Aaron White - 7.2 ppg , 5.2 rpg
White shot 38.9 precent from the field and played all five games. However, he was a bit underwhelming from three when he shot less than 30 percent. That number would have been worse if he didn’t make three of six shots in the Wizards’ last game to the Bulls. Without that game, I’d probably lock him out.
In my personal opinion, it’s best that he spend one more year overseas before making the jump to the NBA, whether for the Wizards or another team.
Micheal Eric - 9.5 ppg, 5 rpg, 1.75 bpg
The post played in four of the Wizards’ games and started in three of them. I won’t judge his performance too much in the Bulls game because he played just seven minutes. But he made a good impression in his first three games when he played over 20 minutes and was a solid defensive presence.
That said, Eric is 28 years old, and should be playing at a higher level than most of the players on this team who are in their early 20’s. This is also his fourth season in Summer League. I think he’ll get a shot in training camp for an NBA team, but I don’t think it will be with Washington.
Daniel Ochefu - 1.75 ppg, 2.75 rpg
I was most impressed with Ochefu’s performance against the Jazz on July 9 when he scored four points, grabbed five rebounds, stole the ball four times, and blocked two shots. After that, his performance declined on the offensive end, but I won’t lock him out since he is expected to be a defensive-oriented post should he make the Wizards roster this fall.
Sterling Gibbs - 4.5 ppg, 2.5 apg
Go ahead and add Gibbs to the list of players who put up decent numbers early on but did less later on, especially when the Wizards made the Summer League tournament. He showed promise a s three point shooter in Summer League by make three of his five attempts — and also was a strong shooter each of the last two seasons at Seton Hall and UConn (where he was a graduate transfer in 2015-16).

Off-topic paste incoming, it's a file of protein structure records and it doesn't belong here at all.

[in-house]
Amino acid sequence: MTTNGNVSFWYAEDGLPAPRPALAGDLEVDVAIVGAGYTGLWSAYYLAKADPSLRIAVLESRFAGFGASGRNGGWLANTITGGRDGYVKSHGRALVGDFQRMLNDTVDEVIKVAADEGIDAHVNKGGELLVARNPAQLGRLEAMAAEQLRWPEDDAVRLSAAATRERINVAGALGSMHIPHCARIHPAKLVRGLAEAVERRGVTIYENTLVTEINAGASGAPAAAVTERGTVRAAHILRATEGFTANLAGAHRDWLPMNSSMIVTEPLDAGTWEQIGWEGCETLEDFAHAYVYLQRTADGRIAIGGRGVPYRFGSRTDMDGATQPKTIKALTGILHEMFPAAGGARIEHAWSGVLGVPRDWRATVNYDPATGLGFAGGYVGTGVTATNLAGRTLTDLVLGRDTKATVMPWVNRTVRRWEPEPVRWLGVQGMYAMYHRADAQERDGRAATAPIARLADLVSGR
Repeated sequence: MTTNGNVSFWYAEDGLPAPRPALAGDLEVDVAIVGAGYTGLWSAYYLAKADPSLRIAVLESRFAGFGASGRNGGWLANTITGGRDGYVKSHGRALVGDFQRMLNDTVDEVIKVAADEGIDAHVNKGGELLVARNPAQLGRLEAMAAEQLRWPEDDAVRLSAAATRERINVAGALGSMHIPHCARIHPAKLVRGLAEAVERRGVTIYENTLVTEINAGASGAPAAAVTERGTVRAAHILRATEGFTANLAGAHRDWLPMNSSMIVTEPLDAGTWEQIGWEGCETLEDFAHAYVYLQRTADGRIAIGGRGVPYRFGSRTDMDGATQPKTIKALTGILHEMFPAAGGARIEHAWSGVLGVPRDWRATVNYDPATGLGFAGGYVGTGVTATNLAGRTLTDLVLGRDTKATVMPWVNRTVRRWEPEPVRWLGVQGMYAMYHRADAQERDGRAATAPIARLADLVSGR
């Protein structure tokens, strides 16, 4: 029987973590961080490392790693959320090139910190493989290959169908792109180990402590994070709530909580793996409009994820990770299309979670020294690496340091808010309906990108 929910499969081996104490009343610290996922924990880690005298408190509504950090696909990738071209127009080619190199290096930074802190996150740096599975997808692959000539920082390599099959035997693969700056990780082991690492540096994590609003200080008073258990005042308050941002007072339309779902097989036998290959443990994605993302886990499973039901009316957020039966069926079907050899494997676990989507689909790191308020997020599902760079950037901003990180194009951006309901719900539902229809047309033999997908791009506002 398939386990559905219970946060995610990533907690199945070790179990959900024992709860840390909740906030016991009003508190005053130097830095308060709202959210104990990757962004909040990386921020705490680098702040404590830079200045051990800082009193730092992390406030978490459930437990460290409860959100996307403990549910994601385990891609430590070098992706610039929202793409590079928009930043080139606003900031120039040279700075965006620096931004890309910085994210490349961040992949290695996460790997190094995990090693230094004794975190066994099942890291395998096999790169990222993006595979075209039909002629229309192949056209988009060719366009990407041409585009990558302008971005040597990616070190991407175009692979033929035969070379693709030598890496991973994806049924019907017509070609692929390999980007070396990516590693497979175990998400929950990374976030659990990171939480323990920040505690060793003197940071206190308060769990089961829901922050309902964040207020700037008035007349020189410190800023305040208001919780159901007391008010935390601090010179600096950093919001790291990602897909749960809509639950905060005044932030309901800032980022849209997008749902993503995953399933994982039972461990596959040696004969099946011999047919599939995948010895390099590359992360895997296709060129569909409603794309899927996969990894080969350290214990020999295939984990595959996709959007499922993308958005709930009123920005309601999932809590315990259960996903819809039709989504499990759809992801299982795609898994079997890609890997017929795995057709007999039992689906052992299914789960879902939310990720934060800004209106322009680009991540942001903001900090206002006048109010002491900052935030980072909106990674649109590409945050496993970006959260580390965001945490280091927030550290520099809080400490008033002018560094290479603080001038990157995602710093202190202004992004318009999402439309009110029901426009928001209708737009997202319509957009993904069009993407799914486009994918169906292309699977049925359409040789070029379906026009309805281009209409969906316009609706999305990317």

Shawn Dawson - 4.8 ppg, 1.25 rpg
Dawson had two solid performances in the Wizards first two games, but he only scored two points in their last two games. His best performance was on July 12 when he scored nine points on 4 of 5 shooting.
D.J. Cooper - 4.3 ppg, 4.7 rpg, 4 apg
Cooper started all three of the Wizards’ pre-tournament games and was a solid playmaking presence. The most impressive stat for him was that he grabbed more total rebounds than the number of points he scored because ... he’s listed at 5’11.
Kaleb Tarczewski - 3 ppg, 5 rpg
Tarczewski played three games in the Summer League season. He had his best performance against the Bulls in the quarterfinals when he scored six points and grabbed six rebounds.
Nate Wolters - 9.3 ppg, 3.3 rpg. 3.7 apg
Wolters played three games for the Wizards in Summer League midway through their week in part because he played for the Pacers in the Orlando League. His best performance was during the Bulls game when he scored 16 points and dished 7 assists. Since House is already signed to a partially guaranteed deal, I’m not sure if Wolters will also be on the Wizards’ training camp team. But it’s also his fourth season in Summer League, so he should be a better player than most during the showcase.
Sheldon McClellan - 2.6 ppg, 1.4 rpg
The guard shot only 26.7 percent overall in all five games despite playing at least 11 minutes in every game.
Played, but too small of a sample size
James Nunnally - 2 points in the Hawks game on July 10
Not too much I can say with one game.